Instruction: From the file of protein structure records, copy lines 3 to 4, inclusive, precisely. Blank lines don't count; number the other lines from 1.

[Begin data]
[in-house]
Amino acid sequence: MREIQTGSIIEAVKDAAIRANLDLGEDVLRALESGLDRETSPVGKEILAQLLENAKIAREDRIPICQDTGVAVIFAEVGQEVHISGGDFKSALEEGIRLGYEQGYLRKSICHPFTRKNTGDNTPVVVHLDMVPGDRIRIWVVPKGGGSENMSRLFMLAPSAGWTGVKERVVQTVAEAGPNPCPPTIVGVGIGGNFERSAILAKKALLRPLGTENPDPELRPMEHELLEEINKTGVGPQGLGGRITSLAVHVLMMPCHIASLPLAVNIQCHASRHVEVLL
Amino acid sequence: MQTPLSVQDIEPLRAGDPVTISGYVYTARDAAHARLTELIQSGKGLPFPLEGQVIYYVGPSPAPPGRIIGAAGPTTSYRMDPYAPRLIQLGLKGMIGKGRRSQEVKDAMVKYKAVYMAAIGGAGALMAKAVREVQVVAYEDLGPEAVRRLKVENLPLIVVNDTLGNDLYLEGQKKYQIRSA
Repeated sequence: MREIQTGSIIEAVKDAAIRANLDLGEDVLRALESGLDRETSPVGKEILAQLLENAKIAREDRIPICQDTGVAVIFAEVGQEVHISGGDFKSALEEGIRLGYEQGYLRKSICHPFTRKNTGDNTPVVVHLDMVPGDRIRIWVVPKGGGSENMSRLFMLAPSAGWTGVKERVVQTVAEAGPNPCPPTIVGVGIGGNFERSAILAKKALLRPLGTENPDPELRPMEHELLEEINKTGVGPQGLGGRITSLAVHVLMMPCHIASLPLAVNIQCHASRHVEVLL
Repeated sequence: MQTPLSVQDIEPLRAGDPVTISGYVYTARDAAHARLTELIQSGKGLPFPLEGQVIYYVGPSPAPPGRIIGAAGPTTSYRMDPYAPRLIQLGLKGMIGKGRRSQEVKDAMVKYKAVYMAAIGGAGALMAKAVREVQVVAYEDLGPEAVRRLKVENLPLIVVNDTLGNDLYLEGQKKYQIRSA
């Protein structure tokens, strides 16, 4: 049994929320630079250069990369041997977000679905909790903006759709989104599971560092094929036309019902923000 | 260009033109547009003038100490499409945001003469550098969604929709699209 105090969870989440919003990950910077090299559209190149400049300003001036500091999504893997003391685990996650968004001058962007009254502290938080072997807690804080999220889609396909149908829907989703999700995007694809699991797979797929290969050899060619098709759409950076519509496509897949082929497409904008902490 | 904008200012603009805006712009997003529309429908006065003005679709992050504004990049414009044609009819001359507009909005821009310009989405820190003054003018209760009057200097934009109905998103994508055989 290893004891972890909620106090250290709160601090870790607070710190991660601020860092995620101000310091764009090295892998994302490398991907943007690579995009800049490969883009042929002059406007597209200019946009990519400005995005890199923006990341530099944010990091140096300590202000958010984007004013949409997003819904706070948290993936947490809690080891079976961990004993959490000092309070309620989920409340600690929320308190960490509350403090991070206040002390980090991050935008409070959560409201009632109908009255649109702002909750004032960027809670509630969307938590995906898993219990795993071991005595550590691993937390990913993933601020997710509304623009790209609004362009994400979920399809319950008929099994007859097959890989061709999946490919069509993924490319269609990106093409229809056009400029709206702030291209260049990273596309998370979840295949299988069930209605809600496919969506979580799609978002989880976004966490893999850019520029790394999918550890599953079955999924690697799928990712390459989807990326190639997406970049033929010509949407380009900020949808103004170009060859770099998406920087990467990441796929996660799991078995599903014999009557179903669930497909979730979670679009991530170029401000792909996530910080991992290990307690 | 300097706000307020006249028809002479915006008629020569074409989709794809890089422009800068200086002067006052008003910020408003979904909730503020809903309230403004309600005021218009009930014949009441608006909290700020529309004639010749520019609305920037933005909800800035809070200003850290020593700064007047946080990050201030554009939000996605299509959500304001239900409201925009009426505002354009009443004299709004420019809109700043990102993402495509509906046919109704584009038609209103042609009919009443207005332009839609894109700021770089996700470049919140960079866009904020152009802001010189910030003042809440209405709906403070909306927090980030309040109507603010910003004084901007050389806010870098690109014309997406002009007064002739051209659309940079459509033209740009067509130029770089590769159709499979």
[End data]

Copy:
Amino acid sequence: MQTPLSVQDIEPLRAGDPVTISGYVYTARDAAHARLTELIQSGKGLPFPLEGQVIYYVGPSPAPPGRIIGAAGPTTSYRMDPYAPRLIQLGLKGMIGKGRRSQEVKDAMVKYKAVYMAAIGGAGALMAKAVREVQVVAYEDLGPEAVRRLKVENLPLIVVNDTLGNDLYLEGQKKYQIRSA
Repeated sequence: MREIQTGSIIEAVKDAAIRANLDLGEDVLRALESGLDRETSPVGKEILAQLLENAKIAREDRIPICQDTGVAVIFAEVGQEVHISGGDFKSALEEGIRLGYEQGYLRKSICHPFTRKNTGDNTPVVVHLDMVPGDRIRIWVVPKGGGSENMSRLFMLAPSAGWTGVKERVVQTVAEAGPNPCPPTIVGVGIGGNFERSAILAKKALLRPLGTENPDPELRPMEHELLEEINKTGVGPQGLGGRITSLAVHVLMMPCHIASLPLAVNIQCHASRHVEVLL